In Smith v. LexisNexis Screening Solutions, Inc., the Sixth Circuit reversed a $150,000 punitive award in a suit under the Fair Credit Reporting Act. The case arose when LexisNexis was conducting a criminal background check for a potential employee named David Smith. The check returned a fraud conviction for a different David Smith, but not the applicant. The aggrieved applicant sued, largely challenging LexisNexis’s alleged negligence in the course of conducting the background check.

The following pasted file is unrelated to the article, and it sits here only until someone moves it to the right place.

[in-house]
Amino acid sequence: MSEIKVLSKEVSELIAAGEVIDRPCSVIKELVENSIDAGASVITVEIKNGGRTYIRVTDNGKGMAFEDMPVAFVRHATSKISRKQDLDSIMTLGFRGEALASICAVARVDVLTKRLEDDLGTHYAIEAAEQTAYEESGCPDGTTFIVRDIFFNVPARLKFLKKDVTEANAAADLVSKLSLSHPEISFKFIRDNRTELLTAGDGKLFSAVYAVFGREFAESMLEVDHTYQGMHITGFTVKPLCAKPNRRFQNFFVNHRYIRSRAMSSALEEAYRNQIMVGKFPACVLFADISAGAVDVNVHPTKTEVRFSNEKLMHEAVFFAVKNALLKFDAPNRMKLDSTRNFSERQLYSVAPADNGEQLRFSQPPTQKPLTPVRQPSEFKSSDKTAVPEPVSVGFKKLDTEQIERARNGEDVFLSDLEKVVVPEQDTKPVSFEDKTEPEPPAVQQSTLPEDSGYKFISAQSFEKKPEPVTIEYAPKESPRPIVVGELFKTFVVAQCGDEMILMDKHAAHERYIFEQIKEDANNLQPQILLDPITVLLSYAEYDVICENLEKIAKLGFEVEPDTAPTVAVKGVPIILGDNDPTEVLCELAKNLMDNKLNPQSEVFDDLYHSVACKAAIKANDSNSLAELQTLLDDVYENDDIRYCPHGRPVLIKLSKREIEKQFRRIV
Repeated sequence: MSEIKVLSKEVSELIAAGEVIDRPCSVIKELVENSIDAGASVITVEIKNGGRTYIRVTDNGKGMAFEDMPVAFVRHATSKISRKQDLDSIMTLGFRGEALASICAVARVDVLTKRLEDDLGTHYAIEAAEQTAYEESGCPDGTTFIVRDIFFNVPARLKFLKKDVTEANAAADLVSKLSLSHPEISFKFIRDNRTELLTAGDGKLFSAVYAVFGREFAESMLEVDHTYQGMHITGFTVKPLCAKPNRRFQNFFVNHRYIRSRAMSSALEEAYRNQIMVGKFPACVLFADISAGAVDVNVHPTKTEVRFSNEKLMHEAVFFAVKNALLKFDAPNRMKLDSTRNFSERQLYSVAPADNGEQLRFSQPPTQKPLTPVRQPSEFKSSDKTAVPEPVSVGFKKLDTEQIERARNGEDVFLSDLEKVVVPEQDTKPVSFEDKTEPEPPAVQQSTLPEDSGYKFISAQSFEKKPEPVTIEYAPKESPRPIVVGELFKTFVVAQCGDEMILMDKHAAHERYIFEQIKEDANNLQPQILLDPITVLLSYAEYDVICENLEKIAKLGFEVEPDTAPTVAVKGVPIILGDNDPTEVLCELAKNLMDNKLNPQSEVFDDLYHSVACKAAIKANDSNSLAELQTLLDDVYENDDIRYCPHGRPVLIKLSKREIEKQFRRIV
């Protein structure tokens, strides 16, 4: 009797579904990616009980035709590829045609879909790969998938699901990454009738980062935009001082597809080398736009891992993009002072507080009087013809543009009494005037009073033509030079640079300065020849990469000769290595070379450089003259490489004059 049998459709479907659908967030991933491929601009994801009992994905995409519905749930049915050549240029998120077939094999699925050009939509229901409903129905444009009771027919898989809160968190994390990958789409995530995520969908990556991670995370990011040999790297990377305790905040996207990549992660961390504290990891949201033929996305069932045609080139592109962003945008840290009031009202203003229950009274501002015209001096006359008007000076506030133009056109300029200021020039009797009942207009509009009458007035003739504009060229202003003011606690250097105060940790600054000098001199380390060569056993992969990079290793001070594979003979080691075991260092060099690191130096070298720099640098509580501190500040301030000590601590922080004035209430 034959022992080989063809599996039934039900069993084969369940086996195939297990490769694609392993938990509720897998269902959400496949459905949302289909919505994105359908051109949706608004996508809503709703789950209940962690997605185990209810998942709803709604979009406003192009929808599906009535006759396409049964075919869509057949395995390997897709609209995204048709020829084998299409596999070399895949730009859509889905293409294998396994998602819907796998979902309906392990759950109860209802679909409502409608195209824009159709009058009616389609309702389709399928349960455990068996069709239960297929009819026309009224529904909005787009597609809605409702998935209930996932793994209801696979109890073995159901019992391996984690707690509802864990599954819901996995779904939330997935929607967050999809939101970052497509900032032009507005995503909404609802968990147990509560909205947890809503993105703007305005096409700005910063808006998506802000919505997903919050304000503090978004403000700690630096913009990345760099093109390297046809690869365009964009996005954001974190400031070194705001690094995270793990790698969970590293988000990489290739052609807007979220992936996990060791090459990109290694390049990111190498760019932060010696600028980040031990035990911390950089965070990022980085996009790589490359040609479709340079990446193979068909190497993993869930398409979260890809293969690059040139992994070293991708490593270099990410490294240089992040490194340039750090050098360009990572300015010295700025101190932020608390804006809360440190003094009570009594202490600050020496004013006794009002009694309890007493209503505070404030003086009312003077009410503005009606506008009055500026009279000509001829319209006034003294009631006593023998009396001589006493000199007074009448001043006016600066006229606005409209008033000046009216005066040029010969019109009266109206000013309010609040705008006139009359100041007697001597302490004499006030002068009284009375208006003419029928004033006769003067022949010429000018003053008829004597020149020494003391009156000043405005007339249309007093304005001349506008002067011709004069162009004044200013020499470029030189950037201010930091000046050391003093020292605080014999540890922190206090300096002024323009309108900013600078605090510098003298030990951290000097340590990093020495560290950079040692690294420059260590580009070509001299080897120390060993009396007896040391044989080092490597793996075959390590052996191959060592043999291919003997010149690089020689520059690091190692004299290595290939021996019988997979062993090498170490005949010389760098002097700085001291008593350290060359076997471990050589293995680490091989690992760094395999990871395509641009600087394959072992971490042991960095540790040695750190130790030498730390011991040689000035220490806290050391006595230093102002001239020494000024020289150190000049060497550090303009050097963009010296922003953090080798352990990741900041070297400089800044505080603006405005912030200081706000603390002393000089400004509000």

Although LexisNexis offered evidence of a 99.8 percent accuracy rate for its background reports, the Sixth Circuit concluded that the evidence introduced at trial, viewed in the light most favorable to the plaintiff, sufficed to establish negligence, although it noted that the issue was a “close call.” But when it turned to the punitive award, the Sixth Circuit had no hesitation in reversing. Although a jury could find LexisNexis negligent, according to the Court, “that is a far cry from being willful.” In light of the evidence produced by LexisNexis regarding its efforts to combat inaccuracies, the Court simply could not find a willful of the FCRA necessary to support a punitive damages award. This was particularly true in light of the fact that LexisNexis corrected the mistake not long after the Plaintiff raised the issue.